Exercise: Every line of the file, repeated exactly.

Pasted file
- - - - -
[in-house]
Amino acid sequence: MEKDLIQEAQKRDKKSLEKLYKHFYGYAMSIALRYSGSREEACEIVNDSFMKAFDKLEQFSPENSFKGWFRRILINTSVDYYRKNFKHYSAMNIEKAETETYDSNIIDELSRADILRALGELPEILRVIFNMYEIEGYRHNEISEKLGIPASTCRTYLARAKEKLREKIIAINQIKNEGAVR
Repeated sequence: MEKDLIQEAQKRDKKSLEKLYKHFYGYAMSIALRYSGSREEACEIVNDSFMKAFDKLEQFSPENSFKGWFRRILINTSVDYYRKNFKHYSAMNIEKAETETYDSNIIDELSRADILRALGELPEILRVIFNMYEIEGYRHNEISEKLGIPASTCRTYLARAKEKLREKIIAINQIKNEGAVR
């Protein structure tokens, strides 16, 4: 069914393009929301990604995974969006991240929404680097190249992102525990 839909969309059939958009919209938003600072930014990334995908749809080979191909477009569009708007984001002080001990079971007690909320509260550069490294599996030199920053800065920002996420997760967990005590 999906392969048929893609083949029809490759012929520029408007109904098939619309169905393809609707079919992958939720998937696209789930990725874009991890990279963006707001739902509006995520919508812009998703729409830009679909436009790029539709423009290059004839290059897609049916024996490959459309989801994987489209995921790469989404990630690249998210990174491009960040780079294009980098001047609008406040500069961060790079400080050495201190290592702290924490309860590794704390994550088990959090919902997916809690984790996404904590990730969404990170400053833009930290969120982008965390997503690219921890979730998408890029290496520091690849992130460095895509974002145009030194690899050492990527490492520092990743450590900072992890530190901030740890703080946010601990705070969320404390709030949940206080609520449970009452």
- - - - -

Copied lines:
[in-house]
Amino acid sequence: MEKDLIQEAQKRDKKSLEKLYKHFYGYAMSIALRYSGSREEACEIVNDSFMKAFDKLEQFSPENSFKGWFRRILINTSVDYYRKNFKHYSAMNIEKAETETYDSNIIDELSRADILRALGELPEILRVIFNMYEIEGYRHNEISEKLGIPASTCRTYLARAKEKLREKIIAINQIKNEGAVR
Repeated sequence: MEKDLIQEAQKRDKKSLEKLYKHFYGYAMSIALRYSGSREEACEIVNDSFMKAFDKLEQFSPENSFKGWFRRILINTSVDYYRKNFKHYSAMNIEKAETETYDSNIIDELSRADILRALGELPEILRVIFNMYEIEGYRHNEISEKLGIPASTCRTYLARAKEKLREKIIAINQIKNEGAVR
């Protein structure tokens, strides 16, 4: 069914393009929301990604995974969006991240929404680097190249992102525990 839909969309059939958009919209938003600072930014990334995908749809080979191909477009569009708007984001002080001990079971007690909320509260550069490294599996030199920053800065920002996420997760967990005590 999906392969048929893609083949029809490759012929520029408007109904098939619309169905393809609707079919992958939720998937696209789930990725874009991890990279963006707001739902509006995520919508812009998703729409830009679909436009790029539709423009290059004839290059897609049916024996490959459309989801994987489209995921790469989404990630690249998210990174491009960040780079294009980098001047609008406040500069961060790079400080050495201190290592702290924490309860590794704390994550088990959090919902997916809690984790996404904590990730969404990170400053833009930290969120982008965390997503690219921890979730998408890029290496520091690849992130460095895509974002145009030194690899050492990527490492520092990743450590900072992890530190901030740890703080946010601990705070969320404390709030949940206080609520449970009452």